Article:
Maldivian blues or Rajasthan’s sand dunes? Keen on both, Rakesh Mandavaya had a budget for none. That’s when he learnt of the travel now pay later’ option offered by banks and fintech companies. And the rest, as they say, is his Maldives travel history he can’t stop gushing about.
The 37-year-old, who managed a memorable holiday and that too a foreign one, said his six-month interest free loan for Rs 1.5 lakh was approved in just a day.
“Since my trip was an impromptu one, I didn’t have enough time to plan it or money to fund it. Then a friend told me about travel loans. The process was super easy,” the Delhi-based IT professional told PTI.
“I think the demand for such a loan category was always there. It is useful for everyone, especially salaried employees. It will encourage people to see new places and make holiday memories,” he added.
The TNPL acronym for the travel now pay later’ trend has caught on, a variation of the buy now pay later’ (BNPL) segment where customers buy products without paying for them immediately.
Be it a foreign or a domestic destination, leisure or adventurous getaways, TNPL options available with leading travel agencies, including SOTC, Thomas Cook India and MakeMy Trip (MMT), make it all within reach for India’s growing tribe of travel-philes’ busy ticking off their bucket lists. The trend has picked up pace after the pandemic.
“You walk into a leading electronics store to buy a refrigerator or a mobile. You will see 10 options to pay over an EMI or pay for later programmes. But you walk into a leading travel agency and you won’t find any option available whatsoever. This is what we fundamentally want to change,” said Akash Dahiya, founder of SanKash, a travel aggregator with a network of more than 6,000 merchants.
“We allow customers to pay for their travel or holiday over a period of time,” Dahiya told PTI.
Like any other EMI scheme, TNPL travellers take loans to book their tickets and hotel expenses and pay it back in installments later over several months. Aspiring travellers are provided short-term credit by partner NBFCs and banks through an underwriting platform that evaluates the customer’s creditworthiness using data science models.
Loans are available on online travel aggregators — which have both travel merchants and fintech partners on their platforms — or travel agencies that either have tied up with banks, fintech companies, or offer credit through their own fintech arms.
With the world opening up after more than two years of Covid and thousands of revenge travellers’ on the move, business is soaring.
SOTC, one of India’s leading tour operators, has witnessed a 7X surge in queries among customers opting for travel now, pay later, said Daniel D’Souza, president and country head, Holidays, SOTC Travel.
“We have received over 1,000 requests and have already processed over 325 applications from March-April to June this year, he said.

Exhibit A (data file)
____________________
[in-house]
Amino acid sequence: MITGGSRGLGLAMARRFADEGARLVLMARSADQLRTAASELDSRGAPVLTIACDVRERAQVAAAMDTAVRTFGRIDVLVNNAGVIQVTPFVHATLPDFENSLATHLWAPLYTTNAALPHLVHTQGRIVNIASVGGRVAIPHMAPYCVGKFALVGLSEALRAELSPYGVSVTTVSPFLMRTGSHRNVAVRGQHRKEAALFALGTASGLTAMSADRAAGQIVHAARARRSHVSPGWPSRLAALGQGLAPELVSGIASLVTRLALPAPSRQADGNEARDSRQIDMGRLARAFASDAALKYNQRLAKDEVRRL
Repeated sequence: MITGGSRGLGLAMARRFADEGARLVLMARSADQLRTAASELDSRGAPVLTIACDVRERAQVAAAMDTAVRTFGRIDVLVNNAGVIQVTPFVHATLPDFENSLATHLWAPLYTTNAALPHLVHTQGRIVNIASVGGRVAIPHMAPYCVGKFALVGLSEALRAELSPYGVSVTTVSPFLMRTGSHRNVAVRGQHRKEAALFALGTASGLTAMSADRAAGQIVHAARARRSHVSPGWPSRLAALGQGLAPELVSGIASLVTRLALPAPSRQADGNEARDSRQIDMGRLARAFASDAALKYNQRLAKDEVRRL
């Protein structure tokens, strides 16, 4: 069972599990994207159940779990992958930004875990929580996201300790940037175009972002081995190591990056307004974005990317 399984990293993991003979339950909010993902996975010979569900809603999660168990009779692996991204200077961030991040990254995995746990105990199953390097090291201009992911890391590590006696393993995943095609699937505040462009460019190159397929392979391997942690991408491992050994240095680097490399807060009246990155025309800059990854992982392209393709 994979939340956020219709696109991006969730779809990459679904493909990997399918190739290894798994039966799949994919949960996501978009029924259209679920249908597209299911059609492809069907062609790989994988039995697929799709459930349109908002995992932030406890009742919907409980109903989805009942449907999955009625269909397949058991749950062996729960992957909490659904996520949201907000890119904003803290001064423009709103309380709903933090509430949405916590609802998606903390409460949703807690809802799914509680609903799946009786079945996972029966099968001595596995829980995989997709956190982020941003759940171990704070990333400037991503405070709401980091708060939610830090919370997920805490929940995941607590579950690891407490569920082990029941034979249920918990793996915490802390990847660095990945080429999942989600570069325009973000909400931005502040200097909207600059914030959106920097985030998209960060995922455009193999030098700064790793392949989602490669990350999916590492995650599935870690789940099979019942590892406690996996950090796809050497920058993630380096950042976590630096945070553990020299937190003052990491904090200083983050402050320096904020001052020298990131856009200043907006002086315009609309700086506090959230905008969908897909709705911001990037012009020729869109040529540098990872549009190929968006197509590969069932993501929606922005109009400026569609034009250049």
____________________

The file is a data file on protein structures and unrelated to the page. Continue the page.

SanKash is reporting a similar boom.
It is currently processing loan applications worth about Rs 15 crore each month — a huge increase from the Rs 1 crore to Rs 2 crore in the pre-Covid era. Business, said Dahiya, has registered a strong “30 per cent” month-on-month growth.
Similarly, TripMoney, the fintech arm of travel aggregator MMT, that powers its BNPL offering has seen a “4X growth” within the segment.
“Today, travellers actively consider and opt for the BNPL payment method for flights, train, and hotel bookings, and for all travel purposes including leisure and pilgrimage. We expect that BNPL as a category will grow in the future as it offers convenience and flexibility for travellers,” said a spokesperson from MMT.
While the BNPL facility of MMT charges no extra cost for up to a tenure of three months, SOTC levies about “one per cent monthly” interest to those repaying the loan after six months.
The average transaction size for an international travel loan and domestic travel loan are Rs 1.5 lakh and Rs 70,000, respectively, according to data given by different travel aggregators.
About 60-70 per cent of the total travel loans demand comes from young working professionals opting for international travel destinations such as Maldives and Mauritius and South East Asian destinations, including Singapore, Thailand and Malaysia.
“Travel is one commodity that has blown out of proportion after COVID-19. It can no longer be neglected by banks and non-banking financial companies (NBFCs)… This single category is huge enough to have a full-fledged vertical around it, similar to other consumer durables such as two-wheelers or three-wheelers,” said Dahiya, betting big on the growing appetite of Indian travellers.
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